As advertisers devote an increasing share of their media budgets to mobile advertising, experimental campaigns are morphing into sustained efforts. Even those brands just getting started in the channel will have heard the success stories and won’t be satisfied with ‘seeing what happens’.
Results matter and maximizing ROI or driving toward pre-defined, tangible goals places increased pressure on effective campaign management and optimization. Clear and measureable campaign objectives are the essential starting point. Acknowledging mobile as a powerful direct response channel and building in conversion points will improve targeting efforts.
However, simply setting up your campaign and letting it run its course denies the opportunity to leverage the rich data set that mobile advertising generates. Device, time, content, creative, destination and conversion metrics are among the points across which a campaign can be evaluated. Knowing how to interpret and translate that data into in-flight campaign optimization can mean the difference between a successful campaign and a failure.
Let’s get some assumptions out of the way:
- You’ve done your homework and have a good sense of which devices your target audiences are likely to be using (or you’re casting a wide net across mobile users).
- You have a mobile-friendly post-click destination. If you’re driving to a wired web destination go back to the drawing board.
- You have access to media and conversion performance data in the shape of publisher/network reporting and post click tracking using Google Analytics or a mobile analytics service.
- You’re a savvy enough planner – or work with one – so your media buy is leveraging properties with good content affinity to your message and your audience.
- You’re working with a publisher/network that will let you adjust campaign targeting in-flight. (I’ve yet to work with one that won’t; it’s in their best interest.)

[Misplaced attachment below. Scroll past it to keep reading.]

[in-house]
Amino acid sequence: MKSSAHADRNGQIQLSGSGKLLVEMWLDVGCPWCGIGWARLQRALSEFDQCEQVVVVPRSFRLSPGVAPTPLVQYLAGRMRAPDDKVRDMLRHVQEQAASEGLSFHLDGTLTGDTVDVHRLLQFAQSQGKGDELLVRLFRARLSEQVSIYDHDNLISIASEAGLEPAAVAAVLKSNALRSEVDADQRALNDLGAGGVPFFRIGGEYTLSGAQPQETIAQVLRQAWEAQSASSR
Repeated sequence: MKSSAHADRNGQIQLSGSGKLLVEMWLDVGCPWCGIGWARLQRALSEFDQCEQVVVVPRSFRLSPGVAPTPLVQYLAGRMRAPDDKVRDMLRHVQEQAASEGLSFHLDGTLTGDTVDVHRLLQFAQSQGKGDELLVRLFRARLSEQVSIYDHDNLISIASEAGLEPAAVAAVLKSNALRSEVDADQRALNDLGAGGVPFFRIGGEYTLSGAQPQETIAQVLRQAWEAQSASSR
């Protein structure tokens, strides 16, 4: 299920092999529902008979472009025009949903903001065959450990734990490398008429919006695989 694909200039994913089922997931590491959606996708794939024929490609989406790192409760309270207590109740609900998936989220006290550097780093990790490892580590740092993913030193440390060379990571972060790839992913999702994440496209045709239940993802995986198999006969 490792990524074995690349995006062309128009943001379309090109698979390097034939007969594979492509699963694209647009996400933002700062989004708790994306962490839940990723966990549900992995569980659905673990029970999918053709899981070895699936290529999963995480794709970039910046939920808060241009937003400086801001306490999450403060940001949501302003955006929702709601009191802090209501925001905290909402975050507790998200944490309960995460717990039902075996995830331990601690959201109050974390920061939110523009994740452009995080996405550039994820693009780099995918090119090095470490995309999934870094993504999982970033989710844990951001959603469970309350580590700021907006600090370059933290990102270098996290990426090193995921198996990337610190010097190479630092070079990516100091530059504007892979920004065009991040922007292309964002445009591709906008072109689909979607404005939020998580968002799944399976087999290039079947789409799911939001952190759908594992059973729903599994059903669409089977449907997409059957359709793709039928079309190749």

At the very least you’ll be seeing the top-line reach and response stats – impressions, clicks, and click through rates (CTRs). These are helpful in providing a baseline for measuring your optimization efforts. Content, geographic, time and device-specific reporting are the next level of mineable data.
The second baseline measure will be conversions. If you’ve managed to get consumers to click on your ad, don’t simply direct them to a flat landing page. Instead, have some response or engagement points to take advantage of the click. With that in place, you’ll be able to generate conversion rates or engagement levels.
Now that you have your campaign set up and you’re collecting performance data, here’s a list of questions you need to ask yourself to identify opportunities that will enable performance improvement via ongoing optimization:
- What are you CTRs by creative unit? Run multiple calls to action or creative treatments and adjust weight according to performance.
- What are you CTRs by time? Focus on day parting to deliver more impressions when your message has the greatest currency.
- What are you CTRs by device? Device metrics go a long way towards validating audience profile assumptions and ensuring relevant offers, content and design strategies.
- Which content or context (e.g. location) dimensions are performing best? Cross-reference those results with creative, time and device CTRs.
- Are your mobile search keyword groups fully exploiting aligned location or urgency searches? Search is a low cost, high conversion channel when deployed sensibly and managed properly.
- What content is generating the most views on your landing pages? Remember, mobile content consumption will likely follow a different pattern from web browsing.
- Are there choke points in your conversion funnel? With multi-page interactions (e.g.registrations), you may notice drop off at certain points. Streamline the process to minimize friction and maximize familiar behaviour triggers.
- What are the conversion comparisons between different devices? Could your content or design strategy be adjusted to take advantage of device browser or feature capabilities?
- How do your conversions compare across geographies? What happens when you layer on device data to that metric? How about time of day metrics? Tweak your media to follow those patterns.
- If you’re attributing revenue to your conversions, are some sources more profitable than others? How are different offers translating to conversion rates?
While some of these might seem obvious and different conversion points (e.g. landing pages, downloads, coupons, commerce, etc.) have unique dimensions to address, the fulcrum for mobile advertising success is the effective use of the added data layers that mobile devices, context and design/content strategies offer.
Be Smart. Tip the scales in your favour by acting on in-campaign reporting.
Possibly Related Posts:
- The Increasing Relevance of Mobile-Initiated Search
- Helping Advertisers Capitalize on Publisher Mobile Analytics
- If you can build a bridge to anywhere, why pick a dead end?